How to photograph ink drops in water

Unique, impossible to recreate and infinitely creative; ink drop photography is a beautifully engaging art. And what’s more, it’s surprisingly easy to do yourself.

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You really don’t need a great deal of equipment to get going with ink drop photography. As with any specialist technique you can spend a fortune on a flashy kit, but before you lay out hundreds of pounds on macro lenses why not take a trial run first? You’ll need:

–        a selection of different coloured inks

–        a medicine dropper or pipette

–        a fish tank or a large glass container

–        a large piece of white paper or a soft box

–        a strong light

–        a camera with manual focus

–        manually operated flash.


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Step one

You need to make sure that your fish tank is absolutely spotless; stains can cause unwanted reflections. Next fill the tank with water and position your camera on the tripod in front of it. Put your light into position and switch it on. Look through the viewfinder to check for any reflections. If you spot them you’ll need to give your tank another once over in the wash. It may feel like hassle now, but it’s much quicker to do this than to comp out water spots and dirt later.

Step two

At this point take the white paper and cover three sides of the tank completely. Alternatively, you can also place your fish tank in front of a white wall. This approach means you’ll need to spend more time on test shots in order to work out the angle to position your flash to ensure that the light reflects back from the wall, through the fish tank to the lens. It’s easier and more time efficient to use paper when you’re starting out.


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Step three

Fill your fish tank with cold water. This will make the ink travel more slowly and extend the time it takes to fall to the bottom of the tank. The slower the ink travels, the more time you have to snap – it will also help reduce your ink usage.

Step four

Change your camera to manual mode. You will need to set your camera to a wide aperture in order to control the amount of light the lens allows to strike the sensor. Set your shutter to bulb mode and select the lowest possible ISO.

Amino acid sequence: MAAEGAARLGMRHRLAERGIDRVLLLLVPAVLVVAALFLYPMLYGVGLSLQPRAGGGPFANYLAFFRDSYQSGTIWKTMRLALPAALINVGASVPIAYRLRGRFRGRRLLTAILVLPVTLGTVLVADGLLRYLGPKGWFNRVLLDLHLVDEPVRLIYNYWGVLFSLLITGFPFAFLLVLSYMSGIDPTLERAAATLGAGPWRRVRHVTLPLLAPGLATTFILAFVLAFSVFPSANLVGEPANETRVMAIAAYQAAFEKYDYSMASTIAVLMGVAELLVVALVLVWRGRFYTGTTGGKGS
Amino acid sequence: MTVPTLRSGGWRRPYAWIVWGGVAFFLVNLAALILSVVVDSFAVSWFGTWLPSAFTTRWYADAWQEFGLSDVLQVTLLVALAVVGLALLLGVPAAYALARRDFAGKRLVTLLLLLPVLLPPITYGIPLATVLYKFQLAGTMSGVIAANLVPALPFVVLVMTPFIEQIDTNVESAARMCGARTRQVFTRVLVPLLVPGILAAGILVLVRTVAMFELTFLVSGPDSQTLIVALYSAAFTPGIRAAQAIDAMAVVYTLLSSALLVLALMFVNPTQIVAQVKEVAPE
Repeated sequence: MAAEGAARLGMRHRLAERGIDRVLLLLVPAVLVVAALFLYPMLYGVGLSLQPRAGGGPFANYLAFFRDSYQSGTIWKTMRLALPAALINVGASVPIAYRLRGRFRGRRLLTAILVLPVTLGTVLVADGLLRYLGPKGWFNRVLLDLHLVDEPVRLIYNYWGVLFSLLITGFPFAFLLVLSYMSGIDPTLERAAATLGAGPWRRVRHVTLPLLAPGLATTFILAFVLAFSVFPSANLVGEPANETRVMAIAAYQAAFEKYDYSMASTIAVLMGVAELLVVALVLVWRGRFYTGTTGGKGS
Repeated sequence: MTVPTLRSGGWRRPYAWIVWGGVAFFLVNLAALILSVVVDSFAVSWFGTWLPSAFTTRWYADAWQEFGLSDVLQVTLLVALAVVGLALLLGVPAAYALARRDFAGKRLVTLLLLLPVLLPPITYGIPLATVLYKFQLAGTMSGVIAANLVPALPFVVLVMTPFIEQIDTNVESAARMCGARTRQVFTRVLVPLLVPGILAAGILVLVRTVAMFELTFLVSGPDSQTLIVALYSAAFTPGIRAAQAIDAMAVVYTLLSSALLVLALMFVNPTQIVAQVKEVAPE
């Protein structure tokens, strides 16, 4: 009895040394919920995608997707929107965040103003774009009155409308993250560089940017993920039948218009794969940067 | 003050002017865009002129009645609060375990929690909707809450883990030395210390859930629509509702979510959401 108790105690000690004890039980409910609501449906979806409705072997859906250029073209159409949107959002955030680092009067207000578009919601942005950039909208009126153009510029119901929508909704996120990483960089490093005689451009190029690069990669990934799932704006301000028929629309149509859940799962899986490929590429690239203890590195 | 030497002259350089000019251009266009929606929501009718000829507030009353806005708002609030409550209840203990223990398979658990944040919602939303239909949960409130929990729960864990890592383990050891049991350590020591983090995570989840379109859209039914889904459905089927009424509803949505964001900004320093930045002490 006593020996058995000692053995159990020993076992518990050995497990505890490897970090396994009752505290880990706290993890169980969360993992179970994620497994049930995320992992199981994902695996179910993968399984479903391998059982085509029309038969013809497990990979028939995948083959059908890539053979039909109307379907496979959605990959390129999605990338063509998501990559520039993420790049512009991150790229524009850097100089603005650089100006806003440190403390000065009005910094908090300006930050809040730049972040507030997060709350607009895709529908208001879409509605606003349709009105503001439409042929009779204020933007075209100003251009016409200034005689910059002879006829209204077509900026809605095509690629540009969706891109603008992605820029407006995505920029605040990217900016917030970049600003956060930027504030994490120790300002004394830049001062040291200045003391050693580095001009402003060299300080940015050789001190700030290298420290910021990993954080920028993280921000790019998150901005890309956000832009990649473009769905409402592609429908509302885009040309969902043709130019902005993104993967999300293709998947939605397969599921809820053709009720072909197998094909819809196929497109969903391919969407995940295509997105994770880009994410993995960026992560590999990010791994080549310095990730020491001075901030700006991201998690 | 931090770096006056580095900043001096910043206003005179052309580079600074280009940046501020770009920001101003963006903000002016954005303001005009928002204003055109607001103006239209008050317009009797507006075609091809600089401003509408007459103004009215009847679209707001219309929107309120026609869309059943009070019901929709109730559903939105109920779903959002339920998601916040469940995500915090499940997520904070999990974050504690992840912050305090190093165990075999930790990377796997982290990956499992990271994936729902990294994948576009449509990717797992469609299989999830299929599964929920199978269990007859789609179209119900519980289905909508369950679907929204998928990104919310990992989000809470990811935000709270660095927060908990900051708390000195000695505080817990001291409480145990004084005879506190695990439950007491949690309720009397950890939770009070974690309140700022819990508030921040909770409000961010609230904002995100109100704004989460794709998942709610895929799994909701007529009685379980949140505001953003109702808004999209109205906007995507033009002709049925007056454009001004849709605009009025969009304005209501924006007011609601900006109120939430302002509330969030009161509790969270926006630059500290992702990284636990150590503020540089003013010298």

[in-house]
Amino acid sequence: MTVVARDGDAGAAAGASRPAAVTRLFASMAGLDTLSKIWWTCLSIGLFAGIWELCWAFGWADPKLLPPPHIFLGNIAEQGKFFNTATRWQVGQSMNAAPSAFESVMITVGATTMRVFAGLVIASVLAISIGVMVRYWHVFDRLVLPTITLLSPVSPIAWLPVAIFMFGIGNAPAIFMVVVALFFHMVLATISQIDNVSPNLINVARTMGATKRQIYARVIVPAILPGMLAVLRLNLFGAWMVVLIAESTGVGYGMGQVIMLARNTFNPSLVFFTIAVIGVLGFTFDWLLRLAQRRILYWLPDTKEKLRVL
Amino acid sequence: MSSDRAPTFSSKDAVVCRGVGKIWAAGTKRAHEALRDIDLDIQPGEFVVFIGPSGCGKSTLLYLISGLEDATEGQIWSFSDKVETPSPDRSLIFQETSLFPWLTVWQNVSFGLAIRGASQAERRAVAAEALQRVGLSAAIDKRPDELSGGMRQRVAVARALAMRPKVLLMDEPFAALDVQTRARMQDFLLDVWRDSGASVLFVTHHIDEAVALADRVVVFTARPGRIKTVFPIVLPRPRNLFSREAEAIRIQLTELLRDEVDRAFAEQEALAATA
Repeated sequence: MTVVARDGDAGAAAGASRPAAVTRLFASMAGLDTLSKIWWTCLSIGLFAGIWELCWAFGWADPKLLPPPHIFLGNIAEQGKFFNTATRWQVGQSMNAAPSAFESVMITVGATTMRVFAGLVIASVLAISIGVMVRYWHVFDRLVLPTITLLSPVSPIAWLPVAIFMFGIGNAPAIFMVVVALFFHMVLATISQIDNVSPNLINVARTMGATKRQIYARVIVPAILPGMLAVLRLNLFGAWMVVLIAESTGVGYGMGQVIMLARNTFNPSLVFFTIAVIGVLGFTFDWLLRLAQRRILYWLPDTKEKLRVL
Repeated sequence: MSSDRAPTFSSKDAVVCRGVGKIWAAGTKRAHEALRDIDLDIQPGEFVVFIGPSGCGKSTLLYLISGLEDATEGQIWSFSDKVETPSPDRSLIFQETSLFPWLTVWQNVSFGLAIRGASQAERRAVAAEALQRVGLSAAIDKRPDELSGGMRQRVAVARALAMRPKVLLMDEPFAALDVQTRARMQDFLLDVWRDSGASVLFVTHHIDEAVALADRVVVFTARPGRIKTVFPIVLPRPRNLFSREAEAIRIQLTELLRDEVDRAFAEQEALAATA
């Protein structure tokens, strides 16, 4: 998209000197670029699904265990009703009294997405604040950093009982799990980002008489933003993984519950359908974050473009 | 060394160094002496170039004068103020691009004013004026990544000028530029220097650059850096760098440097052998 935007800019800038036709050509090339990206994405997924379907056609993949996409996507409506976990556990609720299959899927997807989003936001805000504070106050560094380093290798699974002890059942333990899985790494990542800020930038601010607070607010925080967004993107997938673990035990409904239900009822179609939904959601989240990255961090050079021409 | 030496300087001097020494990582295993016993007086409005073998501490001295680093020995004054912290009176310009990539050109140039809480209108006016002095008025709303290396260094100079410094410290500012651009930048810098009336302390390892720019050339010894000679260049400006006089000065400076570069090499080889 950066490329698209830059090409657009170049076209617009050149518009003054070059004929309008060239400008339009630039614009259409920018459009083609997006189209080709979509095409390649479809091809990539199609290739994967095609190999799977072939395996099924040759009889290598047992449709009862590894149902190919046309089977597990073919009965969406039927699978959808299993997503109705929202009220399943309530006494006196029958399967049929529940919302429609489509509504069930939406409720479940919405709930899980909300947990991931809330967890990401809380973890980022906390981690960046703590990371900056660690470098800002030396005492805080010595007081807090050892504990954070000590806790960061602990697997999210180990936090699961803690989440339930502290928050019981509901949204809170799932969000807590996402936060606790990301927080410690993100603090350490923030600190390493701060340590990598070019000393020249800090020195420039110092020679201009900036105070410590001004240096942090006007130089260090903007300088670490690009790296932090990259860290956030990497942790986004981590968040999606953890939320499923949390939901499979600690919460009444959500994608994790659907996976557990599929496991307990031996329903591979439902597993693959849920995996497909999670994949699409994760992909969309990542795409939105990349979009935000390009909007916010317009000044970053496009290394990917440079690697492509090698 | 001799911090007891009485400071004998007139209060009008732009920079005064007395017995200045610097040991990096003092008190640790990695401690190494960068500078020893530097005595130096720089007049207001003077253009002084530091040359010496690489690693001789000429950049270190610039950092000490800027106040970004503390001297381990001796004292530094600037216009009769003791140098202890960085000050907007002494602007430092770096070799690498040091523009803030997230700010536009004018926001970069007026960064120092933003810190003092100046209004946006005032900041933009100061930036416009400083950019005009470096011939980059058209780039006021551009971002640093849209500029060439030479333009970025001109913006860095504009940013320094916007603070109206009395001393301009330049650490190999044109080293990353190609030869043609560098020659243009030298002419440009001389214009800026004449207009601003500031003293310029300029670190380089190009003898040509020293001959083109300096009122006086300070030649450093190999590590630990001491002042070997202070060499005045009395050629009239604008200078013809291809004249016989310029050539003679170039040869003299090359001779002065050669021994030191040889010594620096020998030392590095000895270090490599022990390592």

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Step five

It helps to have another person working with you; one person to control the ink droplets and trigger the camera and another to operate the flash manually. If you’re working alone you are going to need a remote control to operate your camera.

Step six

Drop a small amount of ink into the middle of the tank and open the camera shutter. As soon as the shutter opens fire the manual flash.  Once the flash has fired release the shutter cable to close the camera shutter. Once you’ve got your technique nailed you can take shots in rapid succession. The process is simple and goes as follows:

–        trigger the shutter

–        fire the flash

–        close the shutter

–        open the shutter

–        fire the flash

–        close the shutter

–        repeat.


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Step seven; practice makes perfect

–  You could try experimenting with different shades of ink and varying the amount you drop into the water.

–  Don’t just throw away the water in the tank after a few attempts. It may look black but if you up your flash power, stir the water and snap away you’ll be surprised at the possible results.

–   Try adding a few drops of milk to your ink to make your colours even more vibrant.

–   Your shutter release cable might not be long enough for you to be able to squirt, flash and snap. You will probably need a wireless shutter cable.

–   If you’re working as a team it takes time and practice to establish a good working rhythm.

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